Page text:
Is Silicon Valley Going to Change the Way We Build CRE?

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From the end of World War II in the mid-1940s until just a few years ago, there was a surge in productivity throughout the United States economy, giving rise to what has often been called the “productivity miracle.” Throughout this period, nearly every industry in the US -- from retail to manufacturing to agriculture -- became not only less expensive, but also much more mechanized and faster, leading to increased efficiency.

One industry, however, failed to come on board with this trend - construction. In fact, productivity in construction has not only not increased, but it is also actually lower today than it was in the late 1960s.

In other words, the way that most commercial real estate buildings are built hasn’t changed much in the last 50 years or so. The process goes by the name “design - bid - build” - but it isn’t nearly as simple or straightforward as it sounds. First, the developer or owner needs to hire an architect, who drafts a rough design. In order to do this, he or she must bring in various outside consultants, such as structural engineers and landscape architects. Next, the owner puts the design out for bids from various general contractors and then hires one (usually the least expensive bid). From there, the general contractor subcontracts the work out, with the architect and the general contractor working together closely to make sure the project is completed as close as possible to budget and on schedule.  

If the system sounds complicated, well, that’s because it is. Having so many cooks in the kitchen, so to speak, often leads to misunderstandings, placing blame on others, or worse. The combination of volatile prices for materials and an observed shortage of skilled labor has created an industry that is primed for disruption.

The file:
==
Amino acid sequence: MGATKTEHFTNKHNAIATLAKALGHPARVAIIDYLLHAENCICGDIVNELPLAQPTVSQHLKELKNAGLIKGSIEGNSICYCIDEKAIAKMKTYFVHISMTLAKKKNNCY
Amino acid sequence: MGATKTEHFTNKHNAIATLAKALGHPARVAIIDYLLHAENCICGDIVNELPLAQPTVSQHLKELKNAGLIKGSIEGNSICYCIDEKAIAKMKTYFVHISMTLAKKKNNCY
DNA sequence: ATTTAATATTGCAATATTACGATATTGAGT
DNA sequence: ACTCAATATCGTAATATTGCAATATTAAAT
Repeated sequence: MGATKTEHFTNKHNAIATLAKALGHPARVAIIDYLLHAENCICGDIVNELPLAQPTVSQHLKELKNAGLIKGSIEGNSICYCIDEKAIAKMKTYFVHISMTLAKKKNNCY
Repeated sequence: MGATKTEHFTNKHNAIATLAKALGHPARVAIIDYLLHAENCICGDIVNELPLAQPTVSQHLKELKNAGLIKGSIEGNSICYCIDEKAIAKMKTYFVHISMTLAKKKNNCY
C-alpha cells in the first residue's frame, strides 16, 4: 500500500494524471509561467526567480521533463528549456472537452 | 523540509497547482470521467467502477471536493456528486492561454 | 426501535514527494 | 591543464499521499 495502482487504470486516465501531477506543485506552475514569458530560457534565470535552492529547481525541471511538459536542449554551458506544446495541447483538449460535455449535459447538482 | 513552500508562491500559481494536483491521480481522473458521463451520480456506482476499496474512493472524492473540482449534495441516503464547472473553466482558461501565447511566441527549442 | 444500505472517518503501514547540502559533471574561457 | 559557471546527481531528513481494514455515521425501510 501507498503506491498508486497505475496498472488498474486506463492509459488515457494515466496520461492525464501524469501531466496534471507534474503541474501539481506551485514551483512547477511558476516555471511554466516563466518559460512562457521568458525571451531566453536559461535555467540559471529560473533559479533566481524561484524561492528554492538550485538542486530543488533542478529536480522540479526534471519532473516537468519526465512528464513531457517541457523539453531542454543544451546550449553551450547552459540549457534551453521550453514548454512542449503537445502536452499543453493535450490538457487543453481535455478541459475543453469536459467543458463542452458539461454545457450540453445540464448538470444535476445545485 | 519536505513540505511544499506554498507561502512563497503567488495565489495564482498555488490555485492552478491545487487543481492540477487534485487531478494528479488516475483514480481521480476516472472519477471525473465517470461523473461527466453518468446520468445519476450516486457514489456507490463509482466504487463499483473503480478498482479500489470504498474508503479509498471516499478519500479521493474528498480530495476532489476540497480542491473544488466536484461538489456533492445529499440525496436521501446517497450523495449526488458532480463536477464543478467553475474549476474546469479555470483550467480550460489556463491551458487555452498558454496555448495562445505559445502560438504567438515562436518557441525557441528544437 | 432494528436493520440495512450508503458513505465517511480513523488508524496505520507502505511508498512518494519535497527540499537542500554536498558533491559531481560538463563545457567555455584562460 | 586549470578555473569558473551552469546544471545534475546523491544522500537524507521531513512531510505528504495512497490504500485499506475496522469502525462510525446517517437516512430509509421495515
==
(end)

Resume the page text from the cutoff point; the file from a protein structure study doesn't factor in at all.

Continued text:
And Silicon Valley has taken notice. Earlier this year, Katerra, a Silicon Valley company, began announcing its acquisition of a number of architectural firms, including Michael Green Architecture (Vancouver, British Columbia) and Lord Aeck Sargent (Atlanta, GA). With the industry ripe for disruption, Katerra is on a mission to streamline what has always been a notoriously unwieldy and frustrating process.

While the design-build model has already been catching on in the United States, Katerra is differentiating itself in a couple of ways:

1. Its goal is ambitious and groundbreaking - a complete vertical integration of design and construction from start to finish. The company sources supply directly from China and has a factory in Arizona that makes various elements, including cabinets, roof trusses, wall panels, and more.

2. Katerra has brought on board Michael Green, one of the world’s most well-known designers of tall wood buildings. Green works with mass timber, a new line of incredibly strong and fire resistant wood products. With Green in the mix and a new factory in progress, Katerra is making a move to corner the market in mass timber.

Of course, the real measure of success will be whether or not the company’s methodology will work for a number of building types. Katerra is working to “strike the perfect balance between standardization and configuration.” If the company can manage to crack the construction code, major industry changes will follow - making this a trend to watch.